Taneyuki Dan Harada
|Name||Taneyuki Dan Harada|
|Born||June 17 1923|
|Birth Location||Los Angeles, California|
Taneyuki Dan Harada (1923- ) is an oil painter born June 17, 1923, who as a young man, studied painting at the Tanforan and Topaz art schools, along with other incarcerated artists.
He was born in the Little Tokyo neighborhood of Los Angeles, California, but at age seven, he moved to Japan with his mother following the death of his father. In 1938, when Harada was fourteen, the family returned to the United States when his mother remarried and settled in Oakland, California.
In 1942, he and his family were incarcerated at the Tanforan Assembly Center , where he began painting at the Tanforan art school founded by Issei artists Chiura Obata and George Matsusaburo Hibi , along with other Nisei artists such as Miné Okubo and Frank Taira . He was soon moved to the concentration camp in Topaz , Utah, where he continued studying art at the school there, with Hibi as his mentor. When the War Relocation Authority distributed mandatory "loyalty questionnaires" to all inmates, Harada, who is kibei, decided to answer "no-no" to questions 27 and 28. His stepfather also answered "no" to question 28 and requested repatriation to Japan. Harada continued to paint in camp after being transferred to the Leupp Isolation Center in Arizona, before he was transferred in December 1943, to Tule Lake Tule Lake Segregation Center in California, and placed in the stockade with several hundred other people. After he was released from the stockade and placed in a regular barrack room, he eventually joined the Tule Lake art school and resumed his painting. He even painted a portrait of a 1940s movie star onto the wall of his barrack, put a frame around it, and painted the frame. He was also commissioned by Dr. Marvin Opler, community analyst at Tule Lake, to paint a portrait of his two daughters and a few pen drawings of camp life.  In 1945, he held his first one-person exhibition in the ironing room of Tule Lake's Block 5. He and his family received permission to leave Tule Lake on March 17, 1946 and went to the San Francisco Bay Area, where they found temporary housing with many other Japanese families in Richmond, California. Although Harada renounced his American citizenship, it was a decision he regretted and through the work of attorney Wayne M. Collins , he was able to restore his U.S. citizenship in 1959.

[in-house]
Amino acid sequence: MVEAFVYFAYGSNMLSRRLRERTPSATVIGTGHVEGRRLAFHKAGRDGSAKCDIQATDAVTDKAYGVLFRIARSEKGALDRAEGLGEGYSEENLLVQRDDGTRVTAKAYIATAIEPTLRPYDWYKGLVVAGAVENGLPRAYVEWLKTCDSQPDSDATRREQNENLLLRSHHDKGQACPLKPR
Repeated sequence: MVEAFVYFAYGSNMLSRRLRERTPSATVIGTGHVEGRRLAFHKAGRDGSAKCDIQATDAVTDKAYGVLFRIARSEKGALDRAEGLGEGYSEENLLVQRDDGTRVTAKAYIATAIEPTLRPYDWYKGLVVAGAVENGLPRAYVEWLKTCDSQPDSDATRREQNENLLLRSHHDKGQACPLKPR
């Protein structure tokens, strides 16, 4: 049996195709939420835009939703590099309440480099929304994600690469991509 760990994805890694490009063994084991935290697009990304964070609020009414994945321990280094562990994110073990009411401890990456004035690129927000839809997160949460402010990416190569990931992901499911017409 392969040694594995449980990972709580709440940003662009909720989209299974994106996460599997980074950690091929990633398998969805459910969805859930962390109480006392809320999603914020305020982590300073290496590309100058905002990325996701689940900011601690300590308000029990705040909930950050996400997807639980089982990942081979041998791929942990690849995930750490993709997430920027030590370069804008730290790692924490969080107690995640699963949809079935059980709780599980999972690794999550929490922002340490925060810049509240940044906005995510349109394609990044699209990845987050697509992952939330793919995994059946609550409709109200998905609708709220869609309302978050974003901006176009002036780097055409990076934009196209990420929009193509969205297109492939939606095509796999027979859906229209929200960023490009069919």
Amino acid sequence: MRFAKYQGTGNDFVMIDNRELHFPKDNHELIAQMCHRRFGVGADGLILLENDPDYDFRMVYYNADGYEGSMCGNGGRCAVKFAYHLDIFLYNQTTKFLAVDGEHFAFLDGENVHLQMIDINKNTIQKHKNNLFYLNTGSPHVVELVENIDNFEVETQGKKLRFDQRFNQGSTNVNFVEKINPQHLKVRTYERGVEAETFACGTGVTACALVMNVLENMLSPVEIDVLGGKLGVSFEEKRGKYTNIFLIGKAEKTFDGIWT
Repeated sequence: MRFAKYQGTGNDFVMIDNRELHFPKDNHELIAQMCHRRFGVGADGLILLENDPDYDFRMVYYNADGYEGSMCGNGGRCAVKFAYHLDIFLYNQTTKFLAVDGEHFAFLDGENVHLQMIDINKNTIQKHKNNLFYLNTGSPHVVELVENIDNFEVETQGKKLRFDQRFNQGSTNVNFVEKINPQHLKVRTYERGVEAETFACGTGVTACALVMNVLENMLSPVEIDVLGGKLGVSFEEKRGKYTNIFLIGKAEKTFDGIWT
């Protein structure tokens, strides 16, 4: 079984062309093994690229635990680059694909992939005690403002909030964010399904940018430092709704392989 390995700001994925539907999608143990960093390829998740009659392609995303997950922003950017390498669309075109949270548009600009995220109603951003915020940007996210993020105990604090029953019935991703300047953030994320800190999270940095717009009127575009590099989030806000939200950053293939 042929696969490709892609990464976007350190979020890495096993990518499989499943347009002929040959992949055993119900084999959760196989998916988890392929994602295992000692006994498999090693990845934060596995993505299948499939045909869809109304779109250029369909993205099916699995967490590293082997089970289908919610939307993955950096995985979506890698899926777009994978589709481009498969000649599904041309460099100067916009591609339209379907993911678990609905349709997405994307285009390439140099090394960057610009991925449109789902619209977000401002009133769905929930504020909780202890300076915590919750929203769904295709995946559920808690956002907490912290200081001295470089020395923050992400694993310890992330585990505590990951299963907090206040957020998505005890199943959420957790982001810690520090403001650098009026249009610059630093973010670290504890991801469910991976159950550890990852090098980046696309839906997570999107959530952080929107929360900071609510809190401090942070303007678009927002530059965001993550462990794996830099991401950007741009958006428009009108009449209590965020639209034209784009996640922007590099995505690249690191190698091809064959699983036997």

After the war, Harada enrolled at the California College of Arts and Crafts in Oakland, where he studied commercial design and illustration and was greatly influenced by the work of Ben Shahn. He supported himself by working as a fruit picker and gardener's helper and participated in annual exhibitions sponsored by the Oakland Art Gallery, the San Francisco Museum of Art, and the California Palace of the Legion of Honor. He received the James D. Phelan Award in 1949. His paintings are found in the collections of the San Francisco Fine Art Museum (which later became the M.H deYoung Museum and the California Palace of the Legion of Honor), the Autry Museum of Western Heritage, and the Los Angeles County Museum of Art.
He held his final two solo exhibitions in 1950 before turning to a new career in computer programming and working for the federal government, but following retirement, he returned to his painting. In 1998, he was featured in a show at the Pro Arts Gallery in Oakland called "Arts After Incarceration." He currently lives in Berkeley, California.
For More Information
Chang, Gordon H., Mark Dean Johnson, and Paul J. Karlstrom, editors. Asian American Art: A History, 1850-1970 . Stanford: Stanford University Press, 2008.
Harada, Taneyuki Dan. Densho Interview by Martha Nakagawa. San Jose, California, November 30, 2010. http://ddr.densho.org/ddr-densho-1000-306/
The View from Within: Japanese American Art from the Internment Camps, 1942-1945 . Los Angeles: Japanese American National Museum, UCLA Wight Art Gallery, and UCLA Asian American Studies Center, 1992.
- Densho Digital Repository, Taneyuki Dan Harada Interview, November 30, 2010, Segment 21.
Last updated Jan. 16, 2018, 6:19 p.m..